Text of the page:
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United States Navy Attack Squadron 86 USS Nimitz A-7E BuNo 157584 17th January 1978
United States Navy Attack Squadron 66 USS Eisenhower

A-7E

BuNo 160564

20th October 1980

Captain Kent Ewing USN

 

   First Ejection

 35 year old Maintenance Officer, Lt. Cdr. Kent Ewing was attached to USN Attack Squadron 86 operating from the USS Nimitz in the Mediterranean.

On 17th January 1978 he had to eject using his Douglas Escapac ejection seat from his  A-7E Corsair II when it went into a flat spin having been caught in the jet wash of an F-14 Tomcat.

He recalls . . .

"I was Maintenance Officer of the squadron, flying 2 v 2 Air Combat Maneuvering against two F14s from VF 84.  I took a high deflection, high angle of attack sidewinder shot on one F14, flew directly through his jet wash (in full zone five afterburner) and my jet went into an immediate flat spin at about 14000 feet.  

My previous tour was at Patuxent River where I had conducted the TA7E spin trials, so I knew immediately that this "flat" attitude fully developed spin was very unusual--probably assisted by the forces of the jet-wash and the possibility that an aileron might have come off my airplane.  

It would not recover and in a hurry I used the lower handle at approx 4800 feet.  After parachute opening, I looked between my boots and watched the spinning airplane hit directly below me--verified flat and very high rate of descent!! 

 Escapac seat, thru the canopy...the rest is how cold I got in 20 foot seas with no life-raft etc. Some hyperthermia, warmed up in a hot bath, had a prescribed hot toddy and the next day even though I was a   bit sore, stiff neck, I climbed back into another A7 and flew.  Macho Macho!!"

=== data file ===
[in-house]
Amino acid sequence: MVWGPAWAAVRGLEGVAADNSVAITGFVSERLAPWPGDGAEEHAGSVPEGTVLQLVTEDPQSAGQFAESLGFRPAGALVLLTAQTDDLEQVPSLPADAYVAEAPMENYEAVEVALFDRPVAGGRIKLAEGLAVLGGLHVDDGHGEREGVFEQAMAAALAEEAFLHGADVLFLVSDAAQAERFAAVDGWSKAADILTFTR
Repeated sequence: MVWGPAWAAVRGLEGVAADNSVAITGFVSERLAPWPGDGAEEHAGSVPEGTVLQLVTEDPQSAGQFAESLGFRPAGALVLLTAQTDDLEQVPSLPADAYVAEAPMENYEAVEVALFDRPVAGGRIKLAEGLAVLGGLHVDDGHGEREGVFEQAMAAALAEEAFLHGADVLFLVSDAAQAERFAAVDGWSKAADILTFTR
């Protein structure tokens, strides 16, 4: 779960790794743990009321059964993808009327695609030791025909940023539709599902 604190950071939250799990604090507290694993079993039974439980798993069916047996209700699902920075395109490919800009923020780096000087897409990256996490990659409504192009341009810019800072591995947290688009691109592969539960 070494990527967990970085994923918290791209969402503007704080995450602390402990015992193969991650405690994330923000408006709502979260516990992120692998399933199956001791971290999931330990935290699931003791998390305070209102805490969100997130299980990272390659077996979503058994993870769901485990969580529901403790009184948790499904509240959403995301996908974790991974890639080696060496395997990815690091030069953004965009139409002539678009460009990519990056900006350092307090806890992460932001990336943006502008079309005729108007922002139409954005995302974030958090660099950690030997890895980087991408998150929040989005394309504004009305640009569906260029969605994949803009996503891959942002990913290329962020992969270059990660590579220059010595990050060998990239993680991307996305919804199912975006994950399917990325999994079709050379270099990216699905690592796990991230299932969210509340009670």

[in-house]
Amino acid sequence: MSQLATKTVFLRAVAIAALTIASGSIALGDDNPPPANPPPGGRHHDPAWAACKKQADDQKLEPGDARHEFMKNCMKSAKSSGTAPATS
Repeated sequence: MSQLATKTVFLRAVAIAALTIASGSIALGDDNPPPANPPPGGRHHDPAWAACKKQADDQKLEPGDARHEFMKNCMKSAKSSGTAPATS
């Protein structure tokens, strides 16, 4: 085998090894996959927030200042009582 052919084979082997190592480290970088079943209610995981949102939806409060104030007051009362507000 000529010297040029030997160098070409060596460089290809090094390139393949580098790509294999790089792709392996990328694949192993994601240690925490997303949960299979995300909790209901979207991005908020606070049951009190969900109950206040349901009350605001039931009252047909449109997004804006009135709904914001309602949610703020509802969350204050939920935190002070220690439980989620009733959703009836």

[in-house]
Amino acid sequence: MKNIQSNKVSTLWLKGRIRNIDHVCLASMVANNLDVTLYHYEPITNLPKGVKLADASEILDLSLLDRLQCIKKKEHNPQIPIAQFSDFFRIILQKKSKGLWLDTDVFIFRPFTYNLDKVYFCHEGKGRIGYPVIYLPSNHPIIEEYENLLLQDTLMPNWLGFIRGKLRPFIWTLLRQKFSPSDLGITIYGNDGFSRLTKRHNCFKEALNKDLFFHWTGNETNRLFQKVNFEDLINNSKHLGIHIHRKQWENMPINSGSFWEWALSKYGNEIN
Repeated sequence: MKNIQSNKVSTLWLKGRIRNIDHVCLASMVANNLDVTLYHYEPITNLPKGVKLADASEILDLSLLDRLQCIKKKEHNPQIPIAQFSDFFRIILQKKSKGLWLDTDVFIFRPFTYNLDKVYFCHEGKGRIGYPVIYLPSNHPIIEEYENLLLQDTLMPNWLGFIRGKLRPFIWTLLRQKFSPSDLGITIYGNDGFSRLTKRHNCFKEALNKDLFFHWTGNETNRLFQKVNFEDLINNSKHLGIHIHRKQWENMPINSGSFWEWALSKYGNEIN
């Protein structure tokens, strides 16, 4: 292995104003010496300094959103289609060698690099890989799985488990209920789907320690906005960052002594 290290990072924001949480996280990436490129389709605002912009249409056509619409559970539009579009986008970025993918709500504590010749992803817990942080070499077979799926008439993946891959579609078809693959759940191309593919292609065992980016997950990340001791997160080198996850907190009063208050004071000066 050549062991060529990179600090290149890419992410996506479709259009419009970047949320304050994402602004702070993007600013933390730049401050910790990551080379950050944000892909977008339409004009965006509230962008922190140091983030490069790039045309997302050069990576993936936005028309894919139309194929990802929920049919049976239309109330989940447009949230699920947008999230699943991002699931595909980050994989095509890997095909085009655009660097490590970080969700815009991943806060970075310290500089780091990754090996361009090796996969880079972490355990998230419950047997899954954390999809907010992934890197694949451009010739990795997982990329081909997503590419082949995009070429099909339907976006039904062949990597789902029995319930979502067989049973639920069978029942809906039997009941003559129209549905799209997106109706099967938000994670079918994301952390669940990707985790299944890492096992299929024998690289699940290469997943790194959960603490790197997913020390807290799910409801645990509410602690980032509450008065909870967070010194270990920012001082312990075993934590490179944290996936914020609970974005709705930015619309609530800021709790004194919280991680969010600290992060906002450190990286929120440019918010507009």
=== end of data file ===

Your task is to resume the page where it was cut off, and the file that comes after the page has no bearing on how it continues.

via  Kent Ewing

Captain Kent Ewing

        

  

Second Ejection

Thirty three months later, almost to the day, Cdr. Kent  CO of VA-66 was flying A-7E BuNo 160564, Attack Squadron 66 from the USS Eisenhower,  over the North Arabian Sea,

I was Commanding Officer of the "Waldos", leading a four plane flight with two "nuggets" on their first flight in the squadron.  I was leading the nuggets through some formation acrobatics..and at the top of a barrel roll at about 14500 feet I felt the engine surge and quit, acutally throwing me forward into the straps a bit.  

 I rolled upright , deployed the RAT (ram air turbine) to maintain electrical power and went into the relight procedure.  I never got any fuel flow as I glided at 220 knots and I knew it was not going to relight so I told the "wingies" I would be stepping out, get their"brownies" out to film the ejection, lowered my seat, took off the kneeboard etc.  Glided to 5000 feet, and made a picture perfect controlled ejection using the face curtain actuator. 

Through the canopy again I went.  This time into a flat calm sea with sea snakes and sharks a plenty.  Major worry was getting fouled in the chute as it almost came down on top of me.  Immediately got into the raft as there were sharks all around me.  Told the helo crew to not put a guy in the water, however, here he comes swimming at me with a knife in his teeth.   He said he had to deflate the raft, doing his duty. 

Uneventful hoist and fly back to ship.  This time I flew again 5 days later after recovering from some windblast damage stretching the muscles of my left eye.  Engine failure was probably due to main fuel pump failure. 

 

 I am a retired Navy Captain Aviator with two ejections in my history--some say I got mine and someone else's!!

Both were from A7E aircraft / Escapac Seats, both while at sea operations, and both were at a fairly high altitude. "

Regards,
Kent Ewing
Captain, USN, ret, former CO of USS America
                                             December 2005

"You must have the info on the first flat spin ejection from the F14.  I was the SAR/rescue in 156801, YA7E, the two seat A7 prototype that I was conducting spin trials with.   Cdr DD Smith was the pilot, and a cool RIO rode with him through about 35 turns before the RIO command ejected them.  DDSmith was incapacitated and bent full over forward at the waist due to about 7 eyeballs out G's.   This occurred in 1975 I think, at the test range at Patuxent River Md.   It is covered by theodolite film coverage from the test range.  They were testing the newly installed roll/yaw damper system and not supposed to spin that day!!"